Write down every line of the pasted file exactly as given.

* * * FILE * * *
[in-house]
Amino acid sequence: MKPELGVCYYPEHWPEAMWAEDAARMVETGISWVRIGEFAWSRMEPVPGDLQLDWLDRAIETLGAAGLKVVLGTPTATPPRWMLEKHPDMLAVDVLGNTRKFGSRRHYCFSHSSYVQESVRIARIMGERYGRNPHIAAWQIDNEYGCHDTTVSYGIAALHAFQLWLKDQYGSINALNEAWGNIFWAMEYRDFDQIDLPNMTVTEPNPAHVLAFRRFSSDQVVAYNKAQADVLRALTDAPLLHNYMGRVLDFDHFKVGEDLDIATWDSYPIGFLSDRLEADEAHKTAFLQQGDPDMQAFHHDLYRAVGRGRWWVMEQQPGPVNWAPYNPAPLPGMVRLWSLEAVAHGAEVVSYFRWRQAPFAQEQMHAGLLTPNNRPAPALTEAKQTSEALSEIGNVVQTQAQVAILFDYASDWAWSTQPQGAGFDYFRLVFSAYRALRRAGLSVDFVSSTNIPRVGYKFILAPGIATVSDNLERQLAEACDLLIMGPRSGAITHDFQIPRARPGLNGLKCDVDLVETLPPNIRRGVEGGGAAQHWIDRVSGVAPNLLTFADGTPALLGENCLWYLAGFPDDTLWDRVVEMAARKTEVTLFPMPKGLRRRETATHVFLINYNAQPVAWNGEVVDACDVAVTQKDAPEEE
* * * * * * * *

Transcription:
[in-house]
Amino acid sequence: MKPELGVCYYPEHWPEAMWAEDAARMVETGISWVRIGEFAWSRMEPVPGDLQLDWLDRAIETLGAAGLKVVLGTPTATPPRWMLEKHPDMLAVDVLGNTRKFGSRRHYCFSHSSYVQESVRIARIMGERYGRNPHIAAWQIDNEYGCHDTTVSYGIAALHAFQLWLKDQYGSINALNEAWGNIFWAMEYRDFDQIDLPNMTVTEPNPAHVLAFRRFSSDQVVAYNKAQADVLRALTDAPLLHNYMGRVLDFDHFKVGEDLDIATWDSYPIGFLSDRLEADEAHKTAFLQQGDPDMQAFHHDLYRAVGRGRWWVMEQQPGPVNWAPYNPAPLPGMVRLWSLEAVAHGAEVVSYFRWRQAPFAQEQMHAGLLTPNNRPAPALTEAKQTSEALSEIGNVVQTQAQVAILFDYASDWAWSTQPQGAGFDYFRLVFSAYRALRRAGLSVDFVSSTNIPRVGYKFILAPGIATVSDNLERQLAEACDLLIMGPRSGAITHDFQIPRARPGLNGLKCDVDLVETLPPNIRRGVEGGGAAQHWIDRVSGVAPNLLTFADGTPALLGENCLWYLAGFPDDTLWDRVVEMAARKTEVTLFPMPKGLRRRETATHVFLINYNAQPVAWNGEVVDACDVAVTQKDAPEEE